Consumers say no to mobile ad tactics
By Stewart Mitchell
Posted on 13 Jul 2012 at 13:43
Advertising companies are eyeing the potential benefits of smartphone marketing, but research suggests consumers are wary of their tactics.
According to the Internet Advertising Bureau, mobile ad industry was worth £203 million last year, more than twice its 2010 value - and with increased smartphone uptake, marketers see huge potential.
Yet the industry's vision of the future is greatly at odds with how users want their information used, according to research from Berkeley University.
The study from the Berkeley Center for Law and Technology found that some of the key ways advertisers and app developers want to interact with users are hugely unpopular.
Under our current regulatory regime, firms can and do cram questionable demands for contact lists and other sensitive information in disclosures
One of the great promises of mobile advertising from an industry point of view involves adverts being tailored and sent to consumers depending on their location, allowing shops to flag offers when potential customers are in the vicinity.
However, more than nine out of ten mobile phone users said they would reject this intrusion if they were given the option.
"Consumers are overwhelmingly against this," the report found. "We asked respondents whether they would allow wireless service providers to use their locations to tailor advertising to them. Overall, 92% of respondents said that they would 'definitely' or 'probably' not allow the use of location data for this purpose."
Whether consumers will be given the choice remains to be seen, with the report concluding that the phone apps and advertising ecosystem were fundamentally geared against privacy.
Lack of trust
Earlier this year, for example, social networking app Path came under fire when it was caught gathering customer contacts, and in the weeks that followed other companies were also exposed doing the same thing, forcing Apple to change its practices and demand consent from users before allowing access to contact lists.
The research found that 93% of respondents would not allow apps to get their contact lists, which might have put an end to the practice, but the study warned that companies snuck permission past users.
"Under our current regulatory regime, firms can and do cram questionable demands for contact lists and other sensitive information in disclosures," the researchers found. "Greater transparency and consent requirements could help, but only if consumers can realistically make decisions that align more closely with their preferences for privacy than many of the value propositions available in the market today.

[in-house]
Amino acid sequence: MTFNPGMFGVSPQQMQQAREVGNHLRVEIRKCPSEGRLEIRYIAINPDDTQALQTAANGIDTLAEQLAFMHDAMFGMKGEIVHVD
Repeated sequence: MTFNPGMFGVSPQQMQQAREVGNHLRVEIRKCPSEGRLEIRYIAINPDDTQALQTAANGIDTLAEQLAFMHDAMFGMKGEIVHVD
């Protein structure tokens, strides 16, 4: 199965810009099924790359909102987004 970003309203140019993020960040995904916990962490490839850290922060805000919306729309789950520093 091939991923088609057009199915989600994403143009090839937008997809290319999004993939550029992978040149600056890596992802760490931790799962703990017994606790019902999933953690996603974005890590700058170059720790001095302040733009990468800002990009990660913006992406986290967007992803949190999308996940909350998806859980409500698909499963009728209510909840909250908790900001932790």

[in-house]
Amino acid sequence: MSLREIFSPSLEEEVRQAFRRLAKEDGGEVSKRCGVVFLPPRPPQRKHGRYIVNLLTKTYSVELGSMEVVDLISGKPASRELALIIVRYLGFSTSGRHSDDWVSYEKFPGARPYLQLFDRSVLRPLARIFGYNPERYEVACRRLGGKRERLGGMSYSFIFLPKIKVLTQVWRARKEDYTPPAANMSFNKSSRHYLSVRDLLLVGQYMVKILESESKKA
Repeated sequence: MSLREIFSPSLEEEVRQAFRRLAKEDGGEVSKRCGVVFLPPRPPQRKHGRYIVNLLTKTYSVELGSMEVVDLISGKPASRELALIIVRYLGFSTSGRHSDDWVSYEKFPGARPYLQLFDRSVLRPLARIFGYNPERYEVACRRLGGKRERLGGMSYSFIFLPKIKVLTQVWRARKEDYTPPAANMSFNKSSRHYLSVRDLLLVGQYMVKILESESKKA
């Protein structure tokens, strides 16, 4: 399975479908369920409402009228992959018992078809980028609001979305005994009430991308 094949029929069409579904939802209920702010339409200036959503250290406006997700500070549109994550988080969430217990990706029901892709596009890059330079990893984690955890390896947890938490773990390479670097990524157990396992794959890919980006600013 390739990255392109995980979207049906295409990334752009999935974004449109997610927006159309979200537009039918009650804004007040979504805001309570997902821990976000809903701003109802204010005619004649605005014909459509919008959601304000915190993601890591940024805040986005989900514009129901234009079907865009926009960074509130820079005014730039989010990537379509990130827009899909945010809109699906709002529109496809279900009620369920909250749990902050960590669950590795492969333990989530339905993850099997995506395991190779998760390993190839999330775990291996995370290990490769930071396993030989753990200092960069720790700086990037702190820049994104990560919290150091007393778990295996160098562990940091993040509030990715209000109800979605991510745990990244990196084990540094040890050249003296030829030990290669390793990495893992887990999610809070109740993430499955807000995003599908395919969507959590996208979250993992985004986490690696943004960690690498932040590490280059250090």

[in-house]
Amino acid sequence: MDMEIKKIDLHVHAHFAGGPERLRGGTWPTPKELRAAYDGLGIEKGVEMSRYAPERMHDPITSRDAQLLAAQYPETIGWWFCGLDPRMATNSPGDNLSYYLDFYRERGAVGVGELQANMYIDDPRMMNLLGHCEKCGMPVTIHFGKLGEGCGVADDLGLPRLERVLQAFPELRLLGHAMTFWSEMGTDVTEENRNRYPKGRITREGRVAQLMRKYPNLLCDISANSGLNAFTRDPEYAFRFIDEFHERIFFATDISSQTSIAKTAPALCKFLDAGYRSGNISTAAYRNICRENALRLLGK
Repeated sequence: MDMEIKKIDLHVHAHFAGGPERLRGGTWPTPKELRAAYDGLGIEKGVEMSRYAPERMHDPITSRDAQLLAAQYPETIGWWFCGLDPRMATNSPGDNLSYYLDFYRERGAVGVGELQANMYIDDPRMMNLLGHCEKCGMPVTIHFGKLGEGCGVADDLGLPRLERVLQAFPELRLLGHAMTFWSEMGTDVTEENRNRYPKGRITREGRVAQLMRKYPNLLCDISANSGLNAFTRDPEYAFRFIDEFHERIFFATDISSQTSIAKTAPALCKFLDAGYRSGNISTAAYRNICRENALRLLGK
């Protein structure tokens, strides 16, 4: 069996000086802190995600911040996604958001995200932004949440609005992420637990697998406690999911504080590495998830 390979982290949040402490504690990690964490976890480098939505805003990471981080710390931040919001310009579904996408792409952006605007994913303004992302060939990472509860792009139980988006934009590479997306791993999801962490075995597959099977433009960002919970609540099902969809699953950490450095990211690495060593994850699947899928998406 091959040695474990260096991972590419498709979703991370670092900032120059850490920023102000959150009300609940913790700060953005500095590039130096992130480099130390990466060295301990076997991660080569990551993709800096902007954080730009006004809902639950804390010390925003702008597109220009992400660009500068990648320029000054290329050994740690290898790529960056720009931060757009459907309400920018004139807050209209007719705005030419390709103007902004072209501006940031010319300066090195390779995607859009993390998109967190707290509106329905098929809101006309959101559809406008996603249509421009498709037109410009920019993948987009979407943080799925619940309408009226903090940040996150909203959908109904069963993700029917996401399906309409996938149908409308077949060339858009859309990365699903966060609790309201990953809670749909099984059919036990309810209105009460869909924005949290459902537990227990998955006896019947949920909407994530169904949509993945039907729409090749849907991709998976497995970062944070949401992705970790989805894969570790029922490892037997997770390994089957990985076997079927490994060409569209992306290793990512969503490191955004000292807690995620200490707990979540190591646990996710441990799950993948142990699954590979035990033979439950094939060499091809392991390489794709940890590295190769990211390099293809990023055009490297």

Is your business a social business? For helpful info and tips visit our hub.
Survey shows what?
How the ads reach the mobile phone is not really relevant in any case
Ask any group if they want adverts and the answer is likely to be the same.
Muddying the questions with provisions such as 'if it means you get an app for free' or other suggestions is not the point - People would simply rather not have adverts
By greemble on 13 Jul 2012
I'm with greemble.
Nobody 'wants' Ads, but in reality most people will tolerate them in a diffuse sort of way (Google seraches, ITV, Sky etc) if they are incidental and generalised.
As soon as Ads become targeted I think most people find them at the least intrusive and potentially sinister
By wittgenfrog on 13 Jul 2012
Ads, why not?
Who has flicked through a Sunday suplement and NOT scanned the ads. I find magazines with zero advertising rather a bore - if I'm interested in magazine's material then I'm probably interested in the stuff being advertised, for the most part, as well. I'm a consumer after all, I like 'stuff', I like to look through shop windows, I like to see what's new, etc.
But it is how it's done that makes the difference. With a magazine I know I am not being stalked by the advertiser, profiled by their bots, harvested, etc. I don't worry that my contacts are being stolen, that my clicks are being counted, my search terms sniffed.
Oh yes, and in a magazine the adverts don't move around the page, burst out of their frames or start speaking at me. One day maybe the advertising guys will learn that more is not always better.
By martindaler on 13 Jul 2012
I am not a consumer, I am a free man
By wittgenfrog on 15 Jul 2012
Who is Number 1?
Personally, I don't turn on the location services on my mobile, I don't use the navigation software, so I save battery life and have it turned off.
I also rarely look at my phone when out shopping (if I even have it with me).
By big_D on 16 Jul 2012
- Hello Cortana, it's nice to meet you
- Windows 8.1 Update: an abject surrender
- The insane economics of Sky Now TV
- No such thing as a free app... so pay up if you want quality
- Time to outlaw crapware-laden installers
- Windows Phone 8.1 video: hands-on
- Office for iPad: key information
- Why every PC buyer owes Richard Durkin a debt of gratitude
- HTC One M8 vs Samsung Galaxy S5: 2014's big-hitters compared
- Windows XP end of life: key information
- Why laptops with serial ports matter to the Internet of Things
- Make your mobile battery last longer
- Small steps into handling Big Data
- Nexus 5: does it really run stock Android?
- How to get broadband to a garden office
- How to write your company's IT security policy
- Raspberry Pi and Wolfram: a must-have for every child
- Could you get by with Office Web Apps?
- The best Android antivirus apps for 2014
- Headings vs headers: how to use both in Word